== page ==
With its unusual exterior details––unusual at least by today’s standards––Ladysmith’s Traveller’s Hotel is hard to miss. Located in the downtown core, this heritage building displays brick swastikas built into the façade. Dating to 1913, the building demonstrates Ladysmith’s pre-war prosperity and the original meaning of the swastika, before Adolf Hitler usurped it.
Built in brick and standing three-storeys tall, the Traveller’s Hotel exemplifies the Edwardian style, particularly that of a commercial building during this period, with its symmetrical aesthetic and brick façade. The building also hearkens back to Victorian architectural aesthetics with its heavy exterior cornices. Its careful details demonstrate the economic prosperity that the town had enjoyed in the preceding decade. Between 1900 and 1912, when the town was a major coal hub, Ladysmith’s economy experienced a boom due to the great quantity of coal that was shipped in and out of the town.
In addition to hearkening back to times of earlier prosperity, the Hotel stands testament to the social and economic functions of hotels in earlier periods. While hotels at that time, like hotels today, often housed short-term guests, they also offered long-term living situations, and their restaurants and bars were places where people could gather together to socialize.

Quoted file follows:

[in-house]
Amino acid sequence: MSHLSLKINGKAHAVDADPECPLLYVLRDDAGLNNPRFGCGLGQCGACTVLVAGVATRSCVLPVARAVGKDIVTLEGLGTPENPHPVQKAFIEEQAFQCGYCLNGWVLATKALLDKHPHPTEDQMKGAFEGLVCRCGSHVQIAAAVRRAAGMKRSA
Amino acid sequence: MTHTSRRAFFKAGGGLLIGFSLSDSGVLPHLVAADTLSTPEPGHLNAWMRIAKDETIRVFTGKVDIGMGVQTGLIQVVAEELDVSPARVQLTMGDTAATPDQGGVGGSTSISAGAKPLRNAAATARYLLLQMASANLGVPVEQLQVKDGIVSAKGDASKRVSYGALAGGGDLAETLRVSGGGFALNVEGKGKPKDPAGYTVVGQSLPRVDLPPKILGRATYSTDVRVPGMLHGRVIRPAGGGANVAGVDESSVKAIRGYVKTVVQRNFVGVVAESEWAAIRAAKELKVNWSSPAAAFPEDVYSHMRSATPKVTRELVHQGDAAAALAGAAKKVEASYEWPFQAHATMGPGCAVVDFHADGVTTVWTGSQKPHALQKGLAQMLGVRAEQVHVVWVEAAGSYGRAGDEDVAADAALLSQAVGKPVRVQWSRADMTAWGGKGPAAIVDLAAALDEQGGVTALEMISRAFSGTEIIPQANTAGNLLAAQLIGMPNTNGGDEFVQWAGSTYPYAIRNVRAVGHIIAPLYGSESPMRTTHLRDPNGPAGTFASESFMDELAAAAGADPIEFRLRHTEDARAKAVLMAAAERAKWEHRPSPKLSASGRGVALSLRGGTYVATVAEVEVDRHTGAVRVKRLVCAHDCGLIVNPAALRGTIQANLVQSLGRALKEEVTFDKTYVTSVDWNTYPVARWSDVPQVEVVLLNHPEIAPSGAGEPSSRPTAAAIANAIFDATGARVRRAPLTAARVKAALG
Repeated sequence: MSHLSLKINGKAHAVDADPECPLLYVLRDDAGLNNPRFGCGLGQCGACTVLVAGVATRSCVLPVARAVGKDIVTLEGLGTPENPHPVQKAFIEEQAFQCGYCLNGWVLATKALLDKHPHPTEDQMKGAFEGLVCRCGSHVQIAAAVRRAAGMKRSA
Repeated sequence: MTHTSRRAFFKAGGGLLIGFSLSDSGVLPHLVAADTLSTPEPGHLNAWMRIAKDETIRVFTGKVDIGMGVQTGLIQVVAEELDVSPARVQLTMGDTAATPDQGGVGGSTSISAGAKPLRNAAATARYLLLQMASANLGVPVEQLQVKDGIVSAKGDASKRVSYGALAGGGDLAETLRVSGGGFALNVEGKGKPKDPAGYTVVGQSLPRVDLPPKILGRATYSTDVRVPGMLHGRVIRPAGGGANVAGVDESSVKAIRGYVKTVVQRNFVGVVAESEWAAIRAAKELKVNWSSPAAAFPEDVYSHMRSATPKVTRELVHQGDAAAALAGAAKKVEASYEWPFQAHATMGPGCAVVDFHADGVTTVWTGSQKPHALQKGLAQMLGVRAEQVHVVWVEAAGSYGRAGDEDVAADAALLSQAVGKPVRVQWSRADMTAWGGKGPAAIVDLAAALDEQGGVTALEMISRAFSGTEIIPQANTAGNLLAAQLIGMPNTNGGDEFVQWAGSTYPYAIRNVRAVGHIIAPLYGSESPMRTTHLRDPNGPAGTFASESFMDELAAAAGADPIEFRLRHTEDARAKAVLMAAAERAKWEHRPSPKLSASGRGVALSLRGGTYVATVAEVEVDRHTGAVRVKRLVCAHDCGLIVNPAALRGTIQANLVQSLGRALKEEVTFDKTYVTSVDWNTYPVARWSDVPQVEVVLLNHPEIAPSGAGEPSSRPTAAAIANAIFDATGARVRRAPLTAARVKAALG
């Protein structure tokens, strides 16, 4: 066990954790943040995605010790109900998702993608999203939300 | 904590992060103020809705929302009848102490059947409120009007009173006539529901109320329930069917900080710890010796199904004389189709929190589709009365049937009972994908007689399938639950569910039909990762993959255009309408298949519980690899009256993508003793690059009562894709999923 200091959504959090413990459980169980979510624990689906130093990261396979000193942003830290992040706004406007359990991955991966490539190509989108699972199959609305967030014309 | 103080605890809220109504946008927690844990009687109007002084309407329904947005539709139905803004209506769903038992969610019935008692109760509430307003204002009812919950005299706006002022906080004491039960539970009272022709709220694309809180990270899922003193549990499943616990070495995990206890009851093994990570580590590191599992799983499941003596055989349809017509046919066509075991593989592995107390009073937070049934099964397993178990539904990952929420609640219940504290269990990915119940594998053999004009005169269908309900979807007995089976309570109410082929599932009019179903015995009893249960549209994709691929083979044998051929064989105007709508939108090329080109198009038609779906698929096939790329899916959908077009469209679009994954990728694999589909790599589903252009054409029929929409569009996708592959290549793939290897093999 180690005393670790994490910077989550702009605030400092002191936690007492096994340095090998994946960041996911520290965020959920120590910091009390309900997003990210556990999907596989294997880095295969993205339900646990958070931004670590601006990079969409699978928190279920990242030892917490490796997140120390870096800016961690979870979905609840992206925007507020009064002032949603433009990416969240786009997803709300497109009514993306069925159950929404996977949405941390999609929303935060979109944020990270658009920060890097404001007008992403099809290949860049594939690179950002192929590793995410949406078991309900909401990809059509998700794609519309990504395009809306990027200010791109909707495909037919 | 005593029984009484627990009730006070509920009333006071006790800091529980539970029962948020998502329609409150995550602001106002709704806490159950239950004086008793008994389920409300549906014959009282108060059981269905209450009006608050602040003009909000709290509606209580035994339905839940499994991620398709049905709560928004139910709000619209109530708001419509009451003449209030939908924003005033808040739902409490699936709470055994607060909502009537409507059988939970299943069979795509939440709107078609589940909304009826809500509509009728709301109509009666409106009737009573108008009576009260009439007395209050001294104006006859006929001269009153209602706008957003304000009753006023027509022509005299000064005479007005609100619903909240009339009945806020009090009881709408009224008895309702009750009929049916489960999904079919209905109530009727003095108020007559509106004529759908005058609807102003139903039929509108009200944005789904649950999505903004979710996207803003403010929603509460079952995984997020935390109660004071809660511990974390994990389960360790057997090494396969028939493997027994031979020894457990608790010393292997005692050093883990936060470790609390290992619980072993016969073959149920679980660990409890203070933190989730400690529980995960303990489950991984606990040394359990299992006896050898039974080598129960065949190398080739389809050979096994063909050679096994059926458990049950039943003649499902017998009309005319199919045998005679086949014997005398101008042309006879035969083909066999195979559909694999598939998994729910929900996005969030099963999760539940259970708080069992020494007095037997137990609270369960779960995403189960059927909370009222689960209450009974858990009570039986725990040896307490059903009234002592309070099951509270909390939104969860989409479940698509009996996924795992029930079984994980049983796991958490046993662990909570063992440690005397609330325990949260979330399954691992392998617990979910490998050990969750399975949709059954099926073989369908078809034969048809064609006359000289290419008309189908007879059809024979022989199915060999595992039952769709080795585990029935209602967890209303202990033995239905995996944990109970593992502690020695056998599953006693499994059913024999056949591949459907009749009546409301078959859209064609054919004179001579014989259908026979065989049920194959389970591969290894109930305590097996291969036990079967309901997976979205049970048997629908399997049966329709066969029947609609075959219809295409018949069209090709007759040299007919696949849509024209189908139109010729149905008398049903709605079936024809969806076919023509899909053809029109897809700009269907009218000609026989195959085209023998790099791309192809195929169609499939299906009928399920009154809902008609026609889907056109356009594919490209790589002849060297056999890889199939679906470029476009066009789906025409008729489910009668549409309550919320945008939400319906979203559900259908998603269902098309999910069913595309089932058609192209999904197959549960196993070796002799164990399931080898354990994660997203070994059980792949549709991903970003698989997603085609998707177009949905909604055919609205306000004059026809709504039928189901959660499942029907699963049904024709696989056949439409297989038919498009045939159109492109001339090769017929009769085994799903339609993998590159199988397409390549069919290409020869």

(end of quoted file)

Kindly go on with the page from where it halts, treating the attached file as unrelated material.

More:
But the building’s most prominent evocation of earlier times is undoubtedly its pre-war exterior decoration––the swastikas. While we don’t see too many heritage buildings sporting swastikas these days, the swastika during this period was a common symbol of peace and prosperity. In fact, the swastika is an ancient religious symbol from Asia dating back at least 11,000 years that the Nazis appropriated during the 1920s. Originating from a Sanskrit word, the swastika initially was a symbol of good luck.
Despite concerns during World War II about the symbol’s link to Adolf Hitler and Nazism, the swastikas have remained on the building as a remnant of pre-Hitler associations with these symbols. The building thus stands as a unique reminder of this symbol’s history prior to Nazism.